Jay Alan Liotta

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Jay Alan Liotta is a senior official in the Department of Defense, in its Office of Detainee Policy.[1][2][3][4]

Liotta earned a Bachelor's degree form Wittenberg University in 1982, in Political Science and East Asian Studies.[4] During the summer of 1981 he spent a term in China. Liotta entered the US Government service in 1983. Liotta completed a Masters at George Washington University's School of Public and International Affairs. Liotta studied Mandarin at University, and much of his Government service has been served in Asia, or working on Asian related issues.

Liotta led the first American delegation to North Korea in 43 years in 1996.[4] He is a recipient of the Presidential Award for Meritous Service.

In 1997 Liotta was appointed the Deputy Director of the Defense Departments Prisoner-of-War/Missing Personnel Office.[5][6]

In February 2006 Liotta was appointed to the position of Principal Director for DOD Detainee Affairs.[7]

In February 2007 Liotta was the deputy to Cully Stimson, and stepped in to be his acting replacement following controversial comments Stimson made calling for corporate America to boycott the law firms that allowed their lawyers to take on Guantanamo captives as clients.[8]

Historian Andy Worthington wrote that when Liotta testified before a subcommittee of the House Foreign Affairs Committee on July 16, 2009 Representative Jim Moran suggested he be held in contempt of Congress.[1][2] Liotta had been asked to appear before Congress to explain why the Department of Defense had allowed interrogators from foreign nations to interrogate the Guantanamo captives, but they had not allowed members of Congress to meet with them. Moran was angered when Liotta's explanation was that the Geneva Conventions obliged captors to protect captives from "public curiosity".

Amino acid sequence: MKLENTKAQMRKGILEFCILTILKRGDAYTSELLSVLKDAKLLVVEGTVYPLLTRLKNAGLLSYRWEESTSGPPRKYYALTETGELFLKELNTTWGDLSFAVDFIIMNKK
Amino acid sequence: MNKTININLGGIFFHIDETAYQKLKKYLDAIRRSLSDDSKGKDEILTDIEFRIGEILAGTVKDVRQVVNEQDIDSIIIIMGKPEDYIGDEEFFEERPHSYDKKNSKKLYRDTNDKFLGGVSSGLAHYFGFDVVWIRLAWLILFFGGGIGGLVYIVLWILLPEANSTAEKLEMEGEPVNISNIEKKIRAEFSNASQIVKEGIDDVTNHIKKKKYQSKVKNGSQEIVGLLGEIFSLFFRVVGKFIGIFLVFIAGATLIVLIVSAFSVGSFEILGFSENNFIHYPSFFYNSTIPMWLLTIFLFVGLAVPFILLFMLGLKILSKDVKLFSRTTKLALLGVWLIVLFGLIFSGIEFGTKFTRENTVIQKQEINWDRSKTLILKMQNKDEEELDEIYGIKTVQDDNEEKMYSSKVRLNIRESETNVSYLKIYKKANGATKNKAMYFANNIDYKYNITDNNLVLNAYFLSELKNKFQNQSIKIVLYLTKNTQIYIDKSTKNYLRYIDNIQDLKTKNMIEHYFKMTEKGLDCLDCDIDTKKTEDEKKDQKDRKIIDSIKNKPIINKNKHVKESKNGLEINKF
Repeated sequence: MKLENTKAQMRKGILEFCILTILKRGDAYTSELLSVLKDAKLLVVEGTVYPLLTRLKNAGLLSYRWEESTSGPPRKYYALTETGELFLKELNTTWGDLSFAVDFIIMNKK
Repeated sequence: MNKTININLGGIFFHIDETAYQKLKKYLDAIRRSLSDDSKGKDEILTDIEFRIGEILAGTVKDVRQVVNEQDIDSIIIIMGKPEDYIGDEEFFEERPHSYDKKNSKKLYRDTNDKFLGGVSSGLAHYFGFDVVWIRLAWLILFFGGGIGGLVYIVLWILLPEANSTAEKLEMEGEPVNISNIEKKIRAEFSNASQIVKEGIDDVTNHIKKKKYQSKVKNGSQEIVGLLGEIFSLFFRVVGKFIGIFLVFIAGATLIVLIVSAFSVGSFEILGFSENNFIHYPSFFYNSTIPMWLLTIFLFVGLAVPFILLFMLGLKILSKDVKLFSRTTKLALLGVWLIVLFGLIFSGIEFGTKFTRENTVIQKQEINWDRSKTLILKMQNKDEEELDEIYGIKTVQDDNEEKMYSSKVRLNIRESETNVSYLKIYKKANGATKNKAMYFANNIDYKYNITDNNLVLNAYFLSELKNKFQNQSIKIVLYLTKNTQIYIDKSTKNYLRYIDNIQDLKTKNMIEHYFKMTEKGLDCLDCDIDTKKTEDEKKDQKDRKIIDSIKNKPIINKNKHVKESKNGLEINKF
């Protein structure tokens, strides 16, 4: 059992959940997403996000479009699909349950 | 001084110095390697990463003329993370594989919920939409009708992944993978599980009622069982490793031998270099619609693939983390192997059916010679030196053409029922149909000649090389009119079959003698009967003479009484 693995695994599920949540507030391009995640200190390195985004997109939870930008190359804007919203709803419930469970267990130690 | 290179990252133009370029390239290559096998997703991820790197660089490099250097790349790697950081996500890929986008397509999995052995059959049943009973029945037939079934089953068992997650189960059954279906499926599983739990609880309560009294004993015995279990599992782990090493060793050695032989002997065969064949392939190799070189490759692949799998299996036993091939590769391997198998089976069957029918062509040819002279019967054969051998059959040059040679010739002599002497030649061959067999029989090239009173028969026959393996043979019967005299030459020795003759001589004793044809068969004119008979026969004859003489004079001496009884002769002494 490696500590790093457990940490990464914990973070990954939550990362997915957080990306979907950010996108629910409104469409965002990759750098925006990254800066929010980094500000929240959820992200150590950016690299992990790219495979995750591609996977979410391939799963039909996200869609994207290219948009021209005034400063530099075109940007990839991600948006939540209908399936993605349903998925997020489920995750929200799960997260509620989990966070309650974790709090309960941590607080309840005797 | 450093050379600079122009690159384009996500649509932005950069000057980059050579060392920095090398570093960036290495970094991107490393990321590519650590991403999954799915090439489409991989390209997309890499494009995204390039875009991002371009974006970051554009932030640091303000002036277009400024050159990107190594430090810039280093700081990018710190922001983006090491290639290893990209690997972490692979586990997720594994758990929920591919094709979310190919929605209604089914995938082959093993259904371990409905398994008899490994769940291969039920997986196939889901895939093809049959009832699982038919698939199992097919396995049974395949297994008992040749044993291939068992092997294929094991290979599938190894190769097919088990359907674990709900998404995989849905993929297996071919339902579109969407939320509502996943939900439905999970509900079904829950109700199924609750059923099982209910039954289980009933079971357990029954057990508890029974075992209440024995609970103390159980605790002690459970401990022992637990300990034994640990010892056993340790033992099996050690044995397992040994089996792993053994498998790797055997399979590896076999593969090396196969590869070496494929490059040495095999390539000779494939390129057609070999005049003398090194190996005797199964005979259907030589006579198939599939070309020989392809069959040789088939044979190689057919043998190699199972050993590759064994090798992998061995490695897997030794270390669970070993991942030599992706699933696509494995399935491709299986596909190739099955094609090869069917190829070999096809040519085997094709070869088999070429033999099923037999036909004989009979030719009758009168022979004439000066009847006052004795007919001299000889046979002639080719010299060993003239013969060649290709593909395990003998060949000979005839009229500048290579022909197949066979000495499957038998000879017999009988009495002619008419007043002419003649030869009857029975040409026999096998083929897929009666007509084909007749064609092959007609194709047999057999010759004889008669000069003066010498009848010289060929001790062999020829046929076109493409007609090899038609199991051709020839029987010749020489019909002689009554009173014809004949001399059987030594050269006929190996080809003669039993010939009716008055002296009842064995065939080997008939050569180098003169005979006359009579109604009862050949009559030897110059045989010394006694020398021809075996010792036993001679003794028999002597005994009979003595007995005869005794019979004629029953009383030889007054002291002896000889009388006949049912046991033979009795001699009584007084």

References[edit]

  1. ^ a b Andy Worthington (2009-07-21). "House Threatens Obama Over Chinese Interrogation of Uighurs in Guantanamo". Huffington Post. Retrieved 2009-07-21. 
  2. ^ a b Justin Rood (2009-07-17). "Lawmakers Blast Obama "No-Visit" Gitmo Policy: Foreign Intelligence Said to Meet Detainees – But Lawmakers Can't". American Broadcasting Company. Retrieved 2009-07-21. 
  3. ^ Jay Alan Liotta (2009-07-16). "Prepared Statement for the Record of Jay Alan Liotta Principal Director, Office of Detainee Policy United States Department of Defense" (PDF). Department of Defense. Archived from the original (PDF) on 2009-07-16. Retrieved 2009-07-21. 
  4. ^ a b c "Jay Alan Liotta: Principal Director, Office of Detainee Affairs, Office of the Secretary of Defense" (PDF). Department of Defense. November 2005. Archived from the original (PDF) on 2012-10-12. Retrieved 2010-10-18. 
  5. ^ Jay Alan Liotta (1997-04-11). "DoD News Briefing: Alan Liotta, Deputy Director Defense Prisoner-of-War/Missing Personnel Office". United States Department of Defense. Archived from the original on 2010-11-29. Retrieved 2010-10-18. 
  6. ^ Jay Alan Liotta (1997-10-29). "DoD News Briefing: Mr. J. Alan Liotta, DASD, POW/Missing Personnel Affairs". United States Department of Defense. Archived from the original on 2010-11-29. Retrieved 2010-10-18. 
  7. ^ Alan Liotta (2006-02-28). "transcript". United States State Department. Archived from the original on June 19, 2007. Retrieved June 28, 2007. 
  8. ^ Carol Rosenberg (2007-02-02). "Pentagon Official Quits Over Lawyer Remarks". Miami Herald. National Association of Criminal Defense Lawyers. Retrieved 2007-06-28.